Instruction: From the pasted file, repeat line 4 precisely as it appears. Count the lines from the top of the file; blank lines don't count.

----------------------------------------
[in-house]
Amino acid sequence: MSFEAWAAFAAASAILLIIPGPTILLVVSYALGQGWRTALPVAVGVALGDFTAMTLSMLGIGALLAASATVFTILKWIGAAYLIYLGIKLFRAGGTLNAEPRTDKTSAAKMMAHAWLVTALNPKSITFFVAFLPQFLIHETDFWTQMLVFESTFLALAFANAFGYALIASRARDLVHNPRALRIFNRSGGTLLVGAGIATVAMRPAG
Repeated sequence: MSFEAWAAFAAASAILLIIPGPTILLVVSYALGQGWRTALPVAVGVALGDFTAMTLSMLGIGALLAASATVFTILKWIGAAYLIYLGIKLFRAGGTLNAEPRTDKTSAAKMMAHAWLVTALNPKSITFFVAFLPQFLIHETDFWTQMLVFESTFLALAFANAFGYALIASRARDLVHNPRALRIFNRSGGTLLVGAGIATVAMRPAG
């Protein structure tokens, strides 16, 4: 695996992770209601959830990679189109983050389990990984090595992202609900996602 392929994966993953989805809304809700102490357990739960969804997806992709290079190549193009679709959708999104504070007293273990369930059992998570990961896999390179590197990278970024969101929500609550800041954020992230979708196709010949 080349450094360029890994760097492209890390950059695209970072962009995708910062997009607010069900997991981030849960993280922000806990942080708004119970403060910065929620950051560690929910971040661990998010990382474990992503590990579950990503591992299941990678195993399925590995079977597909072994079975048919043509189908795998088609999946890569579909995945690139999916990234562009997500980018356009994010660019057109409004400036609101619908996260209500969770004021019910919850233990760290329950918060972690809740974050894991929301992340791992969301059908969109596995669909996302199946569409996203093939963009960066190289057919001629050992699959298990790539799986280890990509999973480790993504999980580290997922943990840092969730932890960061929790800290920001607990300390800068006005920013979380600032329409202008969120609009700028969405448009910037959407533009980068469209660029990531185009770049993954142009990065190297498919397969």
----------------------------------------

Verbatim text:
């Protein structure tokens, strides 16, 4: 695996992770209601959830990679189109983050389990990984090595992202609900996602 392929994966993953989805809304809700102490357990739960969804997806992709290079190549193009679709959708999104504070007293273990369930059992998570990961896999390179590197990278970024969101929500609550800041954020992230979708196709010949 080349450094360029890994760097492209890390950059695209970072962009995708910062997009607010069900997991981030849960993280922000806990942080708004119970403060910065929620950051560690929910971040661990998010990382474990992503590990579950990503591992299941990678195993399925590995079977597909072994079975048919043509189908795998088609999946890569579909995945690139999916990234562009997500980018356009994010660019057109409004400036609101619908996260209500969770004021019910919850233990760290329950918060972690809740974050894991929301992340791992969301059908969109596995669909996302199946569409996203093939963009960066190289057919001629050992699959298990790539799986280890990509999973480790993504999980580290997922943990840092969730932890960061929790800290920001607990300390800068006005920013979380600032329409202008969120609009700028969405448009910037959407533009980068469209660029990531185009770049993954142009990065190297498919397969």